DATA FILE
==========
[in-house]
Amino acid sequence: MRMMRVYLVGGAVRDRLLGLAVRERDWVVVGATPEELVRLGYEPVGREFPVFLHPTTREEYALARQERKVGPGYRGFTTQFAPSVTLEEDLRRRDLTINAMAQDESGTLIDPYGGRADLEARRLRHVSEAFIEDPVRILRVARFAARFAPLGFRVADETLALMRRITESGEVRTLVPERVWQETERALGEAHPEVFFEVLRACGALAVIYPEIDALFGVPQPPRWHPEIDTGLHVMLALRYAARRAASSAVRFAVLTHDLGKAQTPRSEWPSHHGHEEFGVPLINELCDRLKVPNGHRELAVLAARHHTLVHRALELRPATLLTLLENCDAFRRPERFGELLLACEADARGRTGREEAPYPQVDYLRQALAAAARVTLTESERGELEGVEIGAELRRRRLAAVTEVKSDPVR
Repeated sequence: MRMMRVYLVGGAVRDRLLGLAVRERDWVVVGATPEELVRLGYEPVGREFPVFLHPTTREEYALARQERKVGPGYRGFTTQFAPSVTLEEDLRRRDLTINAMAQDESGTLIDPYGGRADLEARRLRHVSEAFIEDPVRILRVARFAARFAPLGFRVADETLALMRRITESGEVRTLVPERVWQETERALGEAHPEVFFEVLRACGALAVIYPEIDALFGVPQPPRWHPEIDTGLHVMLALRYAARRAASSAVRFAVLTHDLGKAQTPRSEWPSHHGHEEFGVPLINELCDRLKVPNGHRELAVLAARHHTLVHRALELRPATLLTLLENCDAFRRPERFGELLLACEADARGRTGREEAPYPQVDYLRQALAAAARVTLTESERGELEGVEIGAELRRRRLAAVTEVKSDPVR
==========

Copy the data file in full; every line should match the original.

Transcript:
[in-house]
Amino acid sequence: MRMMRVYLVGGAVRDRLLGLAVRERDWVVVGATPEELVRLGYEPVGREFPVFLHPTTREEYALARQERKVGPGYRGFTTQFAPSVTLEEDLRRRDLTINAMAQDESGTLIDPYGGRADLEARRLRHVSEAFIEDPVRILRVARFAARFAPLGFRVADETLALMRRITESGEVRTLVPERVWQETERALGEAHPEVFFEVLRACGALAVIYPEIDALFGVPQPPRWHPEIDTGLHVMLALRYAARRAASSAVRFAVLTHDLGKAQTPRSEWPSHHGHEEFGVPLINELCDRLKVPNGHRELAVLAARHHTLVHRALELRPATLLTLLENCDAFRRPERFGELLLACEADARGRTGREEAPYPQVDYLRQALAAAARVTLTESERGELEGVEIGAELRRRRLAAVTEVKSDPVR
Repeated sequence: MRMMRVYLVGGAVRDRLLGLAVRERDWVVVGATPEELVRLGYEPVGREFPVFLHPTTREEYALARQERKVGPGYRGFTTQFAPSVTLEEDLRRRDLTINAMAQDESGTLIDPYGGRADLEARRLRHVSEAFIEDPVRILRVARFAARFAPLGFRVADETLALMRRITESGEVRTLVPERVWQETERALGEAHPEVFFEVLRACGALAVIYPEIDALFGVPQPPRWHPEIDTGLHVMLALRYAARRAASSAVRFAVLTHDLGKAQTPRSEWPSHHGHEEFGVPLINELCDRLKVPNGHRELAVLAARHHTLVHRALELRPATLLTLLENCDAFRRPERFGELLLACEADARGRTGREEAPYPQVDYLRQALAAAARVTLTESERGELEGVEIGAELRRRRLAAVTEVKSDPVR